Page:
This article was originally published at ComicBook.Com on November 13, 2014.
The Kitchen is set in the area of New York City known as Hell’s Kitchen during the 1970s. Although the neighborhood has been gentrified, during this time it was one of the dirtiest, most dangerous urban locations in America. It’s the neighborhood and time period that inspired Frank Miller’s ultra violent take on Daredevil. Unlike Miller’s definitive work, this comic focuses on the criminals. It follows three women forced to pick up the protection racket established by their husbands when the men are sent to prison.
Ming Doyle draws the issue and establishes a clear mood, one that summarizes the time and place better than any caption ever could. There’s a grit to her style that shows the story is not interested in revealing a better side of humanity. Instead, it focuses on the crumbling brick facades and rumpled clothes filling Hell’s Kitchen. Colorist Jordie Bellaire plays a big role in this. She applies a palette of cold, dull colors; browns and greys dominate the city. This neighborhood may share an island with Times Square, but it’s neither bright nor friendly. She also nails the interior colors, capturing the style of time perfectly. Under her careful eye, The Kitchen truly feels like it has been pulled from the 1970s.
The portrayal of violence by Doyle feels real. The Kitchen #1 opens on three men beating two others in the street. It’s not a power fantasy and there’s no suggestion that readers ought to sympathize with the men doing the beating. Instead, it’s just ugly and cruel. There’s no gore or excess of blood, simply the objective representation of violence. This detached perspective persists throughout the issue, never allowing the story to glorify the violence.
Doyle’s depictions of women in this issue are remarkably similar. The three central characters are distinguished by hair color and outfit, but if these signifiers were removed it would be difficult to tell them apart. Compared to the very distinctive faces of Becky Cloonan’s cover, these women could be triplets. Doyle’s men all have distinctive likenesses and there’s no reason the women shouldn’t hold just as much personality in their own faces.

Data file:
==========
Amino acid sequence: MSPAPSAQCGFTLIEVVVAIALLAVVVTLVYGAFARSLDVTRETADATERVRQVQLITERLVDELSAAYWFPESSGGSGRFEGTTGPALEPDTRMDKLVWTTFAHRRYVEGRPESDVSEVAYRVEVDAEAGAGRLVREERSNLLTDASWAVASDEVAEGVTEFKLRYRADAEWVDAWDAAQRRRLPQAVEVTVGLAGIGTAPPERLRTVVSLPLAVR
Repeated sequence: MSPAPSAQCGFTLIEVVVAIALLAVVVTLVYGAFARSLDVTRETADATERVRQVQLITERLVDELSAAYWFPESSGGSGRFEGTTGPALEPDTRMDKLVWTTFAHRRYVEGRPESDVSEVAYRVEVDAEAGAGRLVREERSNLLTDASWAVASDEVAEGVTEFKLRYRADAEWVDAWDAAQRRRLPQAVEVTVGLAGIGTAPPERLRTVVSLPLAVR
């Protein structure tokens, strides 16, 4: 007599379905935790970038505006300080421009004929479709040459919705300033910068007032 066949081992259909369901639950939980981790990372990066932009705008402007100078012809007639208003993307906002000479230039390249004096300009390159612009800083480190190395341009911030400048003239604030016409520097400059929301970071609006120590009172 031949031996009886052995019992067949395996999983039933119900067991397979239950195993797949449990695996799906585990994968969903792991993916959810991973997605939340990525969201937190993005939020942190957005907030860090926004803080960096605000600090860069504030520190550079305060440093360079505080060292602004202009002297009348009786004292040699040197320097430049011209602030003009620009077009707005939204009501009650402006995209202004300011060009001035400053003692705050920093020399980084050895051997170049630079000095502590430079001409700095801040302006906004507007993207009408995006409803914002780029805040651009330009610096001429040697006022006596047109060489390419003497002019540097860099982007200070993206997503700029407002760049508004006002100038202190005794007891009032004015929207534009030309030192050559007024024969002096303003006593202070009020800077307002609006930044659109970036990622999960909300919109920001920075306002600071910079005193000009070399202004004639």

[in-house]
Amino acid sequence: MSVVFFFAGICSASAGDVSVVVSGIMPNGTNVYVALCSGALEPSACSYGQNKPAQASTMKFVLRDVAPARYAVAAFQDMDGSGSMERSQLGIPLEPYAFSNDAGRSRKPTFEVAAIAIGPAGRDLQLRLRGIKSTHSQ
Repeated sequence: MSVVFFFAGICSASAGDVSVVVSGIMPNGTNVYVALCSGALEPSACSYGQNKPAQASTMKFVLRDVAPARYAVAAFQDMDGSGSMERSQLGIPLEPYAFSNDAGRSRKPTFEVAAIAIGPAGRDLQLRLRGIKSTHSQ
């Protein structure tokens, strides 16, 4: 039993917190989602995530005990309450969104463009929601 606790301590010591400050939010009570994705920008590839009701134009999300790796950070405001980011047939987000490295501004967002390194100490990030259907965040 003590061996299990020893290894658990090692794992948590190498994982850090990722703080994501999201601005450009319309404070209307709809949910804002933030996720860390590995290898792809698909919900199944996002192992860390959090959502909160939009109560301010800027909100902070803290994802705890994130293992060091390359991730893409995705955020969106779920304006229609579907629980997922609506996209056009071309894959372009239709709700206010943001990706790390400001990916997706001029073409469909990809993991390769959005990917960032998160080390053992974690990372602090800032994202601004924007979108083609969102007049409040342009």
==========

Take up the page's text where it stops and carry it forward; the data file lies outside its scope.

Ollie Masters who wrote the script does an excellent job of composing a tone for this series in the first issue. From the very first page where men are lashing out in violence to the last where their wives begin to take that same place, it’s clear that this is a culture dominated by masculinity. The challenge for them is not simply to understand and manage a criminal enterprise, but to do so in an atmosphere where they are not respected and their very gender works against them. The women in The Kitchen are not heroes. They are becoming violent criminals, engaging in extortion. However, their role as underdogs makes them compelling. You want to see them succeed, if only to upset the patriarchal hierarchy of the mob.
The focus of the first issue is Kathy Brennan. She possesses the most forceful personality of the three women and serves to drive the action forward, clarifying the conflicts of the story and creating new ones. Masters has a clear sense of who Kathy is and her words and actions reveal her to be a fully realized character. Neither of her accomplices are given as much room to breathe in this first issue, but in the time they do appear it is clear they are every bit as distinctive.
Doyle, Bellaire, and Masters work to capture the mood of this distinctive time and place inThe Kitchen #1 and succeed admirably. They have summarized one of the most testosterone-driven settings of the past 50 years and found a way to potentially challenge the too often glorified culture that allowed it to exist. It is a great introduction and one that should lead somewhere very interesting.